I’m really glad your children are doing well. My son was not premature, but he does have mild disabilities…and even then it can be overwhelming.


TheWayOfTheLeaf t1_jb0n7gk wrote

Yes I agree. In my experience, from the outside looking in people only see the survival. I have PTSD from everything we went through but all I ever hear is oh look how good they're doing now! You guys made it! And yeah I'm grateful and I adore my children. But this has been an uphill battle for all of us, it's not over, and it's like we aren't supposed to acknowledge that at all. Just shut up and be happy they lived. I am, but it's still fucking hard.


copyboy1 t1_jaxa5ag wrote

Yeah, my mom was an ECMO Unit neonatal nurse for decades. Kids born this early that survive often have lots of other developmental issues.


minnesotaris t1_jaxci7p wrote

I have seen very small kids on ECMO and dialysis at the same time. Along with that, a ventilator and myriad intravenous medicines. Like, very small kids on 100% life support, if not even greater than 100% in abstract terms.


blackchristopher OP t1_javhrtw wrote

Weighing just 330 g (0.72 lb), baby girl Adiah was born 23 minutes before her brother, Adrial, who weighed 420 g (0.92 lb). At a combined 750 g (1.65 lb), they are the lightest twins at birth ever.

The record-breaking Nadarajah twins entered the world at a gestational age of exactly 22 weeks. If they’d been born even one hour earlier, no attempt would have been made to save their lives.


barryabrams t1_jawbb0r wrote

Wow! We had a son a few years ago who weighed 490 g at birth (who’s doing well now). It’s hard to imagine a baby born smaller who survived. 500 g was considered the weight of viability at our hospital.


[deleted] t1_javrsol wrote



tmacforthree t1_jayws1d wrote

Doesn't feel like a contest as I'm sure no (sane) mother would compete for this record


CDMT22 t1_jazkr25 wrote

I know of someone born at 23 weeks, 5 days and their twin was born 5 days later. They are now 20 years old and, looking at them, you would never know!!


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blackjackgabbiani t1_javixk6 wrote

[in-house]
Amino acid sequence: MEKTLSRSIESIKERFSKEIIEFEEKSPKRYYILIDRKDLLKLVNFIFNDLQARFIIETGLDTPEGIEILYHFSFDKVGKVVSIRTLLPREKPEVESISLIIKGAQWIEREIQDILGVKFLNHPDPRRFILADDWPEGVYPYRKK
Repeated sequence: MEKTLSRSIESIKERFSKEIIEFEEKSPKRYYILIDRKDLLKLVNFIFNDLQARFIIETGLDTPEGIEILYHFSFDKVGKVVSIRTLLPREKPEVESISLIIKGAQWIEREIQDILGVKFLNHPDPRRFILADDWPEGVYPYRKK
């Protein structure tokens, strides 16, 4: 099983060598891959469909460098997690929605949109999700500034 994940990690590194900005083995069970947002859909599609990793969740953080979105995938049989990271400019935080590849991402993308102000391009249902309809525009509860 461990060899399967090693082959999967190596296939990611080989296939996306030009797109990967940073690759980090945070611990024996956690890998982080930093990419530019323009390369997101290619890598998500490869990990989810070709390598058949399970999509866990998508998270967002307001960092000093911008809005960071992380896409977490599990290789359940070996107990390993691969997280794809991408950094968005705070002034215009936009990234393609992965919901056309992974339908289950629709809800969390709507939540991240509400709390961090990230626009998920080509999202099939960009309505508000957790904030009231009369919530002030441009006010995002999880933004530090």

Goddamn I'd be leveling a mental distress charge at that hospital if they were constantly telling me to take my babies off of support. And then of course denying care...but what's going on there, since they're clearly hooked up to some machines, so why didn't they just do that from the beginning?


Azrael2027 t1_javl29w wrote

There is a point where if your born too early, death is a better alternative than developing out of the womb. These babies suffered constant skin peeling, brain bleeding, perforation, spesis, and more due to their premature status.

In a way this story is a kind of cruelty to these children, and they may have lifelong disability depending on how they came out.


noahlizard7 t1_jawpgn3 wrote

Their endocrine issues are going to be insane as well, good chance neither hit puberty healthy


blackchristopher OP t1_javnst2 wrote

Since being discharged, Adiah has been growing “really well” and meeting all the milestones for her corrected age

Adrial has been admitted back to the hospital twice since being discharged, spending several weeks fighting off infections and respiratory issues. After returning from his last hospitalization, he required home oxygen support.

Adrial has now outgrown his twin sister and is “progressing well.”


Azrael2027 t1_jax667d wrote

I missed the “meeting all milestones” aspect of the article, that’s wonderful to hear. I hope life treats them well, and if it does that could mean more for premature babies that would have ended up worse off


[deleted] t1_javj0ri wrote



Azrael2027 t1_javkrli wrote

Babies who were expected to die in front of parents who wanted them, after months and months of complications, ended up alive an well and in care of loving parents.

It also shows advance in natal care, advance in our understanding of development in and out of the womb, and gives some hope for many parents who have experienced troubled pregnancies.